The Theatre By The Lake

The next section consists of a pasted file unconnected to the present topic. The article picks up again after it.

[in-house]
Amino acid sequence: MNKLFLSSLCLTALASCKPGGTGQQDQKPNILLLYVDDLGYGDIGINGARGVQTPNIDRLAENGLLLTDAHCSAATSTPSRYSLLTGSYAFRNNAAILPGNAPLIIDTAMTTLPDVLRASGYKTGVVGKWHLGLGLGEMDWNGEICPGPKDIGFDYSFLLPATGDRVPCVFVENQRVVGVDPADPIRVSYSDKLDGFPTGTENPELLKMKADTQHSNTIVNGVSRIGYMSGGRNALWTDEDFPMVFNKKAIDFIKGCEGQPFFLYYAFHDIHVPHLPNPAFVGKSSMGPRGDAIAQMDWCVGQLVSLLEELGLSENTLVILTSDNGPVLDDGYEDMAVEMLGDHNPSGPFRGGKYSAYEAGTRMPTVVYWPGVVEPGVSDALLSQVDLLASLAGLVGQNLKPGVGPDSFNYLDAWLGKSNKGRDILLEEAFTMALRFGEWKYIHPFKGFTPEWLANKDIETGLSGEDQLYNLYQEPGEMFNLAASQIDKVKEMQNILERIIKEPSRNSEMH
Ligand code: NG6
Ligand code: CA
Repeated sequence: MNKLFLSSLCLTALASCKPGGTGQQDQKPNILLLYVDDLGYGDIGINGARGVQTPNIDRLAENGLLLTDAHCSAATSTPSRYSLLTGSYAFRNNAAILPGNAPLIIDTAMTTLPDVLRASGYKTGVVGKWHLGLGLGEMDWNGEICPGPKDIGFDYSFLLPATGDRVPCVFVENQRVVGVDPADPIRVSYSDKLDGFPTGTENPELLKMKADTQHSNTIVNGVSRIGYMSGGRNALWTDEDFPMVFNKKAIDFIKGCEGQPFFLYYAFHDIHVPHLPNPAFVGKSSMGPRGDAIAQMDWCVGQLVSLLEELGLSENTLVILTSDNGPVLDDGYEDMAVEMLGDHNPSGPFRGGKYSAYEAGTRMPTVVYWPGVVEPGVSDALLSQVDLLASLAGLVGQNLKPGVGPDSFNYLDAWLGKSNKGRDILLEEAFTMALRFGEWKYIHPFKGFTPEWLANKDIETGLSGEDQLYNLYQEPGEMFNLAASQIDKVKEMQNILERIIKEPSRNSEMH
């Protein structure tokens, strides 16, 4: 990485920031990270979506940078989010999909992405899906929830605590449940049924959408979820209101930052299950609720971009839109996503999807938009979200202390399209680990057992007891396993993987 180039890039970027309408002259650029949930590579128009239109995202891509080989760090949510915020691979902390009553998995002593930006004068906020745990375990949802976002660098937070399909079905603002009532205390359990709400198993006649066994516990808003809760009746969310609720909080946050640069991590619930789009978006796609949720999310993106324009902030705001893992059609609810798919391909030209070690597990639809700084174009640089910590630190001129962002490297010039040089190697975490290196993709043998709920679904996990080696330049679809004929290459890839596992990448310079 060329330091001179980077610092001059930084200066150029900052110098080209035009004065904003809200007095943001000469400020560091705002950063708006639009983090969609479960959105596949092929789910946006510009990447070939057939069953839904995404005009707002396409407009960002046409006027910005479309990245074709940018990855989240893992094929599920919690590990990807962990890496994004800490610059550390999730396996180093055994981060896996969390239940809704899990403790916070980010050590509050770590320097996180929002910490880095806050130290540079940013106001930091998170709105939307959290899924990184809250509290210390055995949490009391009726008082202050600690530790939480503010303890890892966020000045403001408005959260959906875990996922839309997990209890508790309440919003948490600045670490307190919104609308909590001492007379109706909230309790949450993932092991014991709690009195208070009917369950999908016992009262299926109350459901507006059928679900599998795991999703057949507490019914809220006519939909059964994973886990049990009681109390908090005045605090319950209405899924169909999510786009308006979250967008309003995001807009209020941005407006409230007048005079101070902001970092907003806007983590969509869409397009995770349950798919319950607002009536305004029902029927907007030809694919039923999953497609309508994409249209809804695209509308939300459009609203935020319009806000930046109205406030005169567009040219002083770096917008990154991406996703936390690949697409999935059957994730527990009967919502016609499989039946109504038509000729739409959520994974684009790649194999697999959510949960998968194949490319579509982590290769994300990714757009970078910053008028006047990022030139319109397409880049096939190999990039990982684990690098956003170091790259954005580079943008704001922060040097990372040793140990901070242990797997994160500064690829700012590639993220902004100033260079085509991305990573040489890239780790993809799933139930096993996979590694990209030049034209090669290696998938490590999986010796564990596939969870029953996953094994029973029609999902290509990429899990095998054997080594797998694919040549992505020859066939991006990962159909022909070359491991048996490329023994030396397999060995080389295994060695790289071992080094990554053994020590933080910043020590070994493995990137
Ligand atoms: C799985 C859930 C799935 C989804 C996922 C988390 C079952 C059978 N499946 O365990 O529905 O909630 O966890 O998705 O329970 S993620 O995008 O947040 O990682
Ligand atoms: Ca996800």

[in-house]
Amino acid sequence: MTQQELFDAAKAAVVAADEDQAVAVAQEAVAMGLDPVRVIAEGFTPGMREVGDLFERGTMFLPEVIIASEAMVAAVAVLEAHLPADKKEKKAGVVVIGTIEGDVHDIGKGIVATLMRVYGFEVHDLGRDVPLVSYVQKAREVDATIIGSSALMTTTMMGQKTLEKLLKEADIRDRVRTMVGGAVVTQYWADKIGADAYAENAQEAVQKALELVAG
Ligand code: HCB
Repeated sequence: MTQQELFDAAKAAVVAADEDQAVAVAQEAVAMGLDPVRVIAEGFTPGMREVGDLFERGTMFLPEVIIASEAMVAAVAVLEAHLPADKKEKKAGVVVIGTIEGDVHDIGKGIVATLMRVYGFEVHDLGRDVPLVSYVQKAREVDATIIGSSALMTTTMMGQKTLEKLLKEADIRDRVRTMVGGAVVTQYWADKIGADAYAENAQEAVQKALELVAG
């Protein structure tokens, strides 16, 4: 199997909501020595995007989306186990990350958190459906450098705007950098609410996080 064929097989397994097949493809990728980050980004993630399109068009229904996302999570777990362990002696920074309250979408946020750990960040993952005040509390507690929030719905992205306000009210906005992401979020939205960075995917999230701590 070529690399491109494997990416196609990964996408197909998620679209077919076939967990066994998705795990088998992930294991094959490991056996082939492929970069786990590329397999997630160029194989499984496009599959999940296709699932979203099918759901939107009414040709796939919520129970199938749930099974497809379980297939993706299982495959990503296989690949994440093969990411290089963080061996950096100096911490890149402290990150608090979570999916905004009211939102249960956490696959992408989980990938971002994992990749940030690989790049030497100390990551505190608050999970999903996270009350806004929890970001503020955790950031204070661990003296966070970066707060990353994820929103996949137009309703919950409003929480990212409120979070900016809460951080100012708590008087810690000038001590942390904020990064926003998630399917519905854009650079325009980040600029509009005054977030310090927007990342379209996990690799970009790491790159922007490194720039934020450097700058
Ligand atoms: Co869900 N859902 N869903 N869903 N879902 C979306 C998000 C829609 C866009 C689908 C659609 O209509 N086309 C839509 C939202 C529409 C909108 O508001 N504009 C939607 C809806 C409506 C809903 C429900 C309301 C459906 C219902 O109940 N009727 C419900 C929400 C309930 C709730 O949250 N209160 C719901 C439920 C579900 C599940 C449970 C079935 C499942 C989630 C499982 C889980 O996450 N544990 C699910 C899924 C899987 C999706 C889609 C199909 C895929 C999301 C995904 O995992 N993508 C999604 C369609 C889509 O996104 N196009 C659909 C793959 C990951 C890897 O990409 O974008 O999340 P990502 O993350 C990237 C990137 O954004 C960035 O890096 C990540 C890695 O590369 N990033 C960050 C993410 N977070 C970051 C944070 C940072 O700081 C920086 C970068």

27 June 2011 WOS Rating: Reader Reviews: View and add to our user reviews Joe Penhall’s Dumb Show, first played in the West End some seven years ago, still feels like it was written yesterday. It opens with two bankers buttering up a TV star to try and get him to open an account with them, a perfect snapshot of the celeb with the world at his feet. But the ‘bankers’ are in fact tabloid journalists, setting up a sex ‘n’ drugs sting, which they duly execute. The breezy ‘Mr Saturday Night’ celeb is, of course, already falling apart, his career and marriage on the rocks. But Penhall’s play asks more of its audience than an easy sneer at both their houses. What do ‘the public’ have a right to ask of those in the public eye? And what about when persuasive arguments about public and private morality are put into the mouths of those who, simply, want to get the next sexy story as quickly as possible? Who uses whom? Both sides articulate powerful arguments about the relationship between celebrity and the press; in human terms, though, there is no contest in this production. The small studio setting of the play made its audience into voyeurs, spying on the action taking place in a single hotel bedroom. Matthew Vaughan, as the entrapped celeb Barry, gives us a convincing man on, and then over, the edge – so much so that it is sometimes difficult to see him as also the superstar whose secrets we’d all, perhaps shamefully, like to share. He is never much of a match for the amoral journalists Greg ( Matt Addis) and honeytrap specialist hack Liz ( Heather Saunders), who always look like getting under his skin. Both actors skilfully show how this kind of journalism is about preying on, rather than empathizing with, their target’s weakness, making the most of those moments when the audience can see their chilling lack of affect. Director Stefan Escreet effectively negotiates the confines of the studio space, making sure we see precisely what is going on. In fact, it is sometimes too easy to see what is going on, as Liz shows her hand to the audience a little too clearly for her interactions with Barry to pick up dramatic tension. This production pulls no punches - though once or twice it does telegraph them. A more subtle approach would give the audience a more satisfying evening. - Steve Longstaffe Related Content Back to Northwest Homepage
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